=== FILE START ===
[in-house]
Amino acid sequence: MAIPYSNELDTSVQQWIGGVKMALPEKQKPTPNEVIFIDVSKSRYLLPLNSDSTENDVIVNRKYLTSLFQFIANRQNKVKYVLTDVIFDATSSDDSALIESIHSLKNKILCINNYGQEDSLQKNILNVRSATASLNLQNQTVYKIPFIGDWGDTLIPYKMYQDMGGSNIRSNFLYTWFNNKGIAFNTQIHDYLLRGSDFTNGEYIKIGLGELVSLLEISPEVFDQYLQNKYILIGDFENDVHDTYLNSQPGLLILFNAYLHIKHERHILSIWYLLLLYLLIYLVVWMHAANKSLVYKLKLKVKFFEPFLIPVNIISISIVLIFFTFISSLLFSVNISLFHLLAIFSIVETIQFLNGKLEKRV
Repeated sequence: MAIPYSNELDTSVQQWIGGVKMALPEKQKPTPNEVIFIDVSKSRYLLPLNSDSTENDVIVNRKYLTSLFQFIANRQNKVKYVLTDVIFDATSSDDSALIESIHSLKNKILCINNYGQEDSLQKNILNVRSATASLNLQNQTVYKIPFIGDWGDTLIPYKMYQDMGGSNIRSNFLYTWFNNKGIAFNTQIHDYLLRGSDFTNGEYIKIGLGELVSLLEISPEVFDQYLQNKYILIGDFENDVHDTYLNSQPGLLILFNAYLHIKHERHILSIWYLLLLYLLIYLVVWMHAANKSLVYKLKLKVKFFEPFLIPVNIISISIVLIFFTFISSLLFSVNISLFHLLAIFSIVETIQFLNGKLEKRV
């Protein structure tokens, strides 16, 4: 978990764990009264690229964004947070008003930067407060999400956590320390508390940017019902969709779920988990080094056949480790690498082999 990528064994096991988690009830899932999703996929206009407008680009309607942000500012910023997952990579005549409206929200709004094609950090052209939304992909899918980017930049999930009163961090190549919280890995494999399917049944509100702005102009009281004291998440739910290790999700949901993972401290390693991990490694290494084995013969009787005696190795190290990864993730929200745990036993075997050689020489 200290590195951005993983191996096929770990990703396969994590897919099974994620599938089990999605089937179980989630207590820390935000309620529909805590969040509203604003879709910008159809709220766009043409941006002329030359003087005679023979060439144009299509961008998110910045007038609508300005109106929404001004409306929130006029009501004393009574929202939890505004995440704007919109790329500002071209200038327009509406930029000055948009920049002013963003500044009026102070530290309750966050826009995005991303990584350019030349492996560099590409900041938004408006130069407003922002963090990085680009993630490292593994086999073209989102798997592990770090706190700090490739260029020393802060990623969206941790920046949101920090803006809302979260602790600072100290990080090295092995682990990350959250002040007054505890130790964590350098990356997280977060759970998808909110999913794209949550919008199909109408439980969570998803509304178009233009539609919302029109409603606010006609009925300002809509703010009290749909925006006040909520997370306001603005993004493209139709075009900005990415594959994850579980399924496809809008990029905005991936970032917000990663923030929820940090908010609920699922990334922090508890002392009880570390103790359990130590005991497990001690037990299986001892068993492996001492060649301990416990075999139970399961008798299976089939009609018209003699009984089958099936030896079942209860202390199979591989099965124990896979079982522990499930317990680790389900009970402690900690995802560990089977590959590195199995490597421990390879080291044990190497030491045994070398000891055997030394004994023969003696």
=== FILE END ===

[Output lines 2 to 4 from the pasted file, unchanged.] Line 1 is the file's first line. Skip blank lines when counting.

Amino acid sequence: MAIPYSNELDTSVQQWIGGVKMALPEKQKPTPNEVIFIDVSKSRYLLPLNSDSTENDVIVNRKYLTSLFQFIANRQNKVKYVLTDVIFDATSSDDSALIESIHSLKNKILCINNYGQEDSLQKNILNVRSATASLNLQNQTVYKIPFIGDWGDTLIPYKMYQDMGGSNIRSNFLYTWFNNKGIAFNTQIHDYLLRGSDFTNGEYIKIGLGELVSLLEISPEVFDQYLQNKYILIGDFENDVHDTYLNSQPGLLILFNAYLHIKHERHILSIWYLLLLYLLIYLVVWMHAANKSLVYKLKLKVKFFEPFLIPVNIISISIVLIFFTFISSLLFSVNISLFHLLAIFSIVETIQFLNGKLEKRV
Repeated sequence: MAIPYSNELDTSVQQWIGGVKMALPEKQKPTPNEVIFIDVSKSRYLLPLNSDSTENDVIVNRKYLTSLFQFIANRQNKVKYVLTDVIFDATSSDDSALIESIHSLKNKILCINNYGQEDSLQKNILNVRSATASLNLQNQTVYKIPFIGDWGDTLIPYKMYQDMGGSNIRSNFLYTWFNNKGIAFNTQIHDYLLRGSDFTNGEYIKIGLGELVSLLEISPEVFDQYLQNKYILIGDFENDVHDTYLNSQPGLLILFNAYLHIKHERHILSIWYLLLLYLLIYLVVWMHAANKSLVYKLKLKVKFFEPFLIPVNIISISIVLIFFTFISSLLFSVNISLFHLLAIFSIVETIQFLNGKLEKRV
């Protein structure tokens, strides 16, 4: 978990764990009264690229964004947070008003930067407060999400956590320390508390940017019902969709779920988990080094056949480790690498082999 990528064994096991988690009830899932999703996929206009407008680009309607942000500012910023997952990579005549409206929200709004094609950090052209939304992909899918980017930049999930009163961090190549919280890995494999399917049944509100702005102009009281004291998440739910290790999700949901993972401290390693991990490694290494084995013969009787005696190795190290990864993730929200745990036993075997050689020489 200290590195951005993983191996096929770990990703396969994590897919099974994620599938089990999605089937179980989630207590820390935000309620529909805590969040509203604003879709910008159809709220766009043409941006002329030359003087005679023979060439144009299509961008998110910045007038609508300005109106929404001004409306929130006029009501004393009574929202939890505004995440704007919109790329500002071209200038327009509406930029000055948009920049002013963003500044009026102070530290309750966050826009995005991303990584350019030349492996560099590409900041938004408006130069407003922002963090990085680009993630490292593994086999073209989102798997592990770090706190700090490739260029020393802060990623969206941790920046949101920090803006809302979260602790600072100290990080090295092995682990990350959250002040007054505890130790964590350098990356997280977060759970998808909110999913794209949550919008199909109408439980969570998803509304178009233009539609919302029109409603606010006609009925300002809509703010009290749909925006006040909520997370306001603005993004493209139709075009900005990415594959994850579980399924496809809008990029905005991936970032917000990663923030929820940090908010609920699922990334922090508890002392009880570390103790359990130590005991497990001690037990299986001892068993492996001492060649301990416990075999139970399961008798299976089939009609018209003699009984089958099936030896079942209860202390199979591989099965124990896979079982522990499930317990680790389900009970402690900690995802560990089977590959590195199995490597421990390879080291044990190497030491045994070398000891055997030394004994023969003696």